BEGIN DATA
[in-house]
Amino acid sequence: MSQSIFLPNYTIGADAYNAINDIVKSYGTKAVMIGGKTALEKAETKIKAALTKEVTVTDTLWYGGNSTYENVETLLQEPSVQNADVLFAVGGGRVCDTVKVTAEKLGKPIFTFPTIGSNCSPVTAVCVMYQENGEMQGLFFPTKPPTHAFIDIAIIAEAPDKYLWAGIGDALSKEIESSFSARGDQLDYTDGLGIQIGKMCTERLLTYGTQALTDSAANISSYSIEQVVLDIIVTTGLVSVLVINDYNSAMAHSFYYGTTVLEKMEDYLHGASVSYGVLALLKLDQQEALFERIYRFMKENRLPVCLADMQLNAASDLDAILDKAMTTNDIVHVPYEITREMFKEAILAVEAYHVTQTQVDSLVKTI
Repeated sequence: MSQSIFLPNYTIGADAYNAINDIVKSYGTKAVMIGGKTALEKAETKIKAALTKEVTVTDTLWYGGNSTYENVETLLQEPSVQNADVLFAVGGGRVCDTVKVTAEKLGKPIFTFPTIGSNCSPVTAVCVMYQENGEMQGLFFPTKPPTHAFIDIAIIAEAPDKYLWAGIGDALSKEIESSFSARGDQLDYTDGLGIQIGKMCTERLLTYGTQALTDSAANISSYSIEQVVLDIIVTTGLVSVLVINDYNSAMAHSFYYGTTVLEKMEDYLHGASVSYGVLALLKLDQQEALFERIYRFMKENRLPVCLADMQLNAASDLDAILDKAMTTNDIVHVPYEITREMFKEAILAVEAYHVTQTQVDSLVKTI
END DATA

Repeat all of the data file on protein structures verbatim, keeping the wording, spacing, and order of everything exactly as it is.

[in-house]
Amino acid sequence: MSQSIFLPNYTIGADAYNAINDIVKSYGTKAVMIGGKTALEKAETKIKAALTKEVTVTDTLWYGGNSTYENVETLLQEPSVQNADVLFAVGGGRVCDTVKVTAEKLGKPIFTFPTIGSNCSPVTAVCVMYQENGEMQGLFFPTKPPTHAFIDIAIIAEAPDKYLWAGIGDALSKEIESSFSARGDQLDYTDGLGIQIGKMCTERLLTYGTQALTDSAANISSYSIEQVVLDIIVTTGLVSVLVINDYNSAMAHSFYYGTTVLEKMEDYLHGASVSYGVLALLKLDQQEALFERIYRFMKENRLPVCLADMQLNAASDLDAILDKAMTTNDIVHVPYEITREMFKEAILAVEAYHVTQTQVDSLVKTI
Repeated sequence: MSQSIFLPNYTIGADAYNAINDIVKSYGTKAVMIGGKTALEKAETKIKAALTKEVTVTDTLWYGGNSTYENVETLLQEPSVQNADVLFAVGGGRVCDTVKVTAEKLGKPIFTFPTIGSNCSPVTAVCVMYQENGEMQGLFFPTKPPTHAFIDIAIIAEAPDKYLWAGIGDALSKEIESSFSARGDQLDYTDGLGIQIGKMCTERLLTYGTQALTDSAANISSYSIEQVVLDIIVTTGLVSVLVINDYNSAMAHSFYYGTTVLEKMEDYLHGASVSYGVLALLKLDQQEALFERIYRFMKENRLPVCLADMQLNAASDLDAILDKAMTTNDIVHVPYEITREMFKEAILAVEAYHVTQTQVDSLVKTI